In a study of medical staff, teachers, social workers, psychotherapists, pastors and more, there were variances in compression fatigue density. However, it was still present in all surveyed profession groups, with a correlation of those with high self-reported fatigue aligning with severe self-criticism tendencies.
After experiencing copious amounts of trauma, people may experience psychic numbing, which makes them temporarily or permanently dismissive of mounting distress. Though this sounds like a welcome reprieve for people experiencing compassion fatigue, it is a slippery slope to diminishing emotional capacity.
There are solutions for dissolving the debilitating feelings compassion fatigue brings. Short- and long-term solutions in professional and at-home settings exist for you to experiment with.
To combat feelings of hopelessness and despair, bring yourself back to reality. You can do this by repeating affirmations, journaling or other methods. No matter what you choose, practice gratitude. This works because it reminds you of everything going right and optimistically in the world. This is desperately needed, especially when your worldview becomes constricted by your constant exposure to traumatic stimuli.
Reframe your image of the world and its people by recognizing the incredible individuals in your life, what joy they bring to you and others, and celebrate the monumental achievements the human race has accomplished. Fewer people die at young ages, species have been brought back from endangerment and we have invented things beyond human imagination. Not everything is bleak all the time.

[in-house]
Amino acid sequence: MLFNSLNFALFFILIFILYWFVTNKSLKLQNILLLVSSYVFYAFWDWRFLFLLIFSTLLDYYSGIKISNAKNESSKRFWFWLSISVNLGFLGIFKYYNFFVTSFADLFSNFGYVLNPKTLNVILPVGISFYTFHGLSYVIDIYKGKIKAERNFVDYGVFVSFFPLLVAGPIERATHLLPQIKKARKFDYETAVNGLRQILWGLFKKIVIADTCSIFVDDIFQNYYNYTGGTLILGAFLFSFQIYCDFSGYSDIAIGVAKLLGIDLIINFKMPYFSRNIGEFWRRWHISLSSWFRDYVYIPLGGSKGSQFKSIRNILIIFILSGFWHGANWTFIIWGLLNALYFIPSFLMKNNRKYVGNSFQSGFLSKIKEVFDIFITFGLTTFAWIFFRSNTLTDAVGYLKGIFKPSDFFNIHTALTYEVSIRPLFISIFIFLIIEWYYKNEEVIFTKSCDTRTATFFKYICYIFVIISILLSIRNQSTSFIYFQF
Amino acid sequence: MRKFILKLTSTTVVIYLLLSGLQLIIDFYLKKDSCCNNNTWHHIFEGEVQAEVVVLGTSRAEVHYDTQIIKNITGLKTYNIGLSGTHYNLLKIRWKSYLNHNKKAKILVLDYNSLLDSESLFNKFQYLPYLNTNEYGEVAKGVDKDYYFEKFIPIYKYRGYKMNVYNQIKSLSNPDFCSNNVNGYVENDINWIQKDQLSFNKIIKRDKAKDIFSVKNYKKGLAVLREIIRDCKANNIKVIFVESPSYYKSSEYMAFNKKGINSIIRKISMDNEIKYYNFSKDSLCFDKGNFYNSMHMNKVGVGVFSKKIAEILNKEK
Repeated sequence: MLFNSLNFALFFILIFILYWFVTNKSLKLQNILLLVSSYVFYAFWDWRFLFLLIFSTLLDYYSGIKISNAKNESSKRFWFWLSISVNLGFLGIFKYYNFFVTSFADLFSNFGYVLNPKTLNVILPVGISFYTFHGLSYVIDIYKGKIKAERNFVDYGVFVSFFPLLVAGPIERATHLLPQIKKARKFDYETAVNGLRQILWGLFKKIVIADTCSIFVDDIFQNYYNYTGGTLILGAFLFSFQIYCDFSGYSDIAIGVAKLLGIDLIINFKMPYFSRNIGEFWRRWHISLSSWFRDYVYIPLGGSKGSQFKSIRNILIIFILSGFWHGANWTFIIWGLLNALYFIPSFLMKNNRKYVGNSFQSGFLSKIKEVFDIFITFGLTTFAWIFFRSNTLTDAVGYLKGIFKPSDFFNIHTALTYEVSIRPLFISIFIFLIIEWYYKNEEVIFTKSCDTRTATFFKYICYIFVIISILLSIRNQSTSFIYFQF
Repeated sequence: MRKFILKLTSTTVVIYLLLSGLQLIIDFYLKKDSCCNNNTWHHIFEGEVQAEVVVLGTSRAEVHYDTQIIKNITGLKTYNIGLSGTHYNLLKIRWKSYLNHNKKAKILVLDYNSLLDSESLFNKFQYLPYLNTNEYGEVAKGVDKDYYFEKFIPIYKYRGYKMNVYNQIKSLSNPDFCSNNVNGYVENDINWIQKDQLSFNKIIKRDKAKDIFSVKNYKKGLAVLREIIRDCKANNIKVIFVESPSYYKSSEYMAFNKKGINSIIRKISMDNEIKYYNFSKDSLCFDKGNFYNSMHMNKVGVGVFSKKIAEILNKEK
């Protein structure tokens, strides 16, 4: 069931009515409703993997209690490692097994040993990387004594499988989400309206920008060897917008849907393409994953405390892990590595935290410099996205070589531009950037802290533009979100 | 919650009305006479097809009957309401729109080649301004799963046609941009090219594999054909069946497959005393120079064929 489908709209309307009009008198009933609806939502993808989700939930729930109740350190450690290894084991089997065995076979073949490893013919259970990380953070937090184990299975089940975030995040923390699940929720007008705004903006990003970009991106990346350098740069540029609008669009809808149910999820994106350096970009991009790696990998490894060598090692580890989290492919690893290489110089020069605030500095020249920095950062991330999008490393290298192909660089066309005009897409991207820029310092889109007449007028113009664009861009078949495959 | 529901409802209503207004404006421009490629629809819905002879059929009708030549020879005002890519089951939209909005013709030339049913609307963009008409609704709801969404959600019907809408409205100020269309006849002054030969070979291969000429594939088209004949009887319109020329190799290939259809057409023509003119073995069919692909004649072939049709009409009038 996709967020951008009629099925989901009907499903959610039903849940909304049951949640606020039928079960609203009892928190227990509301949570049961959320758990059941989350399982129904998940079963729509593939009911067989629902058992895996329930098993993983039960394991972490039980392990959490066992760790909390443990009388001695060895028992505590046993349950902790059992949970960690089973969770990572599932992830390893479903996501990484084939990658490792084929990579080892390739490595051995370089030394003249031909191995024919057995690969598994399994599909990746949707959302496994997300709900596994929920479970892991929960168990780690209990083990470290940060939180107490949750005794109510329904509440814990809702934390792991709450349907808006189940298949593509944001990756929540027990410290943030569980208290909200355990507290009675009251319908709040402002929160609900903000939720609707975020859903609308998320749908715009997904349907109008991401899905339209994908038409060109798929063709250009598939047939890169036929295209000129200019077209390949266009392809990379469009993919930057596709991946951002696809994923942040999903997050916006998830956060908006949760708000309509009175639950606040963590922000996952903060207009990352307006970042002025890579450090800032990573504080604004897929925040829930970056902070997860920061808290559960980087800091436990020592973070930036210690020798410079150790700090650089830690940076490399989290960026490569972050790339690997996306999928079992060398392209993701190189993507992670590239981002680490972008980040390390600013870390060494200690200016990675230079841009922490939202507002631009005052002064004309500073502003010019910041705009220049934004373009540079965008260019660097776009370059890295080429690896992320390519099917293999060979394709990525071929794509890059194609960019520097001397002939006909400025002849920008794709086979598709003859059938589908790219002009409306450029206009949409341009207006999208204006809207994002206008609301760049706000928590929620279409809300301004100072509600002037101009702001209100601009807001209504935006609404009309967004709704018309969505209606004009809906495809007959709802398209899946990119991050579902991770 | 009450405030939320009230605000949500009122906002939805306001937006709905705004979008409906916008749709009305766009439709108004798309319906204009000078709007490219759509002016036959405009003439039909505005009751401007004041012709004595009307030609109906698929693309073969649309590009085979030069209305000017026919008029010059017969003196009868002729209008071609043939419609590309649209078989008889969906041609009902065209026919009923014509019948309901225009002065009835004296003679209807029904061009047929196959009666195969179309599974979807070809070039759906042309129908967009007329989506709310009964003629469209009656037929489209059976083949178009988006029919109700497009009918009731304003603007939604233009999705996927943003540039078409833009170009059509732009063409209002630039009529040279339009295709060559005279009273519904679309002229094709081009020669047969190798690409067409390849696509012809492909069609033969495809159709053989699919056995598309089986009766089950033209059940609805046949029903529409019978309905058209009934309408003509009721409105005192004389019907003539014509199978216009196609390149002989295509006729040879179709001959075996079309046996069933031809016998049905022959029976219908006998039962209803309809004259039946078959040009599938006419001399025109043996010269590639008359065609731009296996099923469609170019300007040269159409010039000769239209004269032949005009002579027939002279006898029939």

When you’re caught up in an emotional barrage, it’s easy to forget about your basic needs and focus on what makes you feel good and happy. Consider your body’s essential needs first, like hydration, healthful foods, exercise and hygiene. Then, consider mindfulness and other self-care measures such as pursuing your hobbies, meditating or making time for loved ones.
A trauma therapist would be ideal for those listening to and seeing harrowing events constantly. Unpacking how these narratives make you feel is best guided by an experienced professional.
As previously mentioned, addictive tendencies may arise during a bout. This is normal and you can overcome it by replacing a bad habit with a positive, healing one. For example, transform drinking alcohol every evening into non-alcoholic bubbly or flavored sparkling water. Instead of doomscrolling because of a social media or internet addiction, pick up a book whenever you want to pick up your phone. It’s a healthier form of escapism that engages your brain more profoundly.
This shared trauma is becoming more prevalent. Professionals are raising awareness of compassion fatigue as a legitimate concern. People have a higher likelihood of experiencing mental health concerns in the modern era, especially as more individuals enter workforces with increased transparency, personability and vulnerability.
Compassion fatigue may arise, primarily as a shared understanding of trauma with events like the COVID-19 pandemic enlightens the planet about what happens when undergoing an unprecedented, strenuous experience together. Increasing visibility on compassion fatigue will expedite recovery for many currently shouldering moral stress.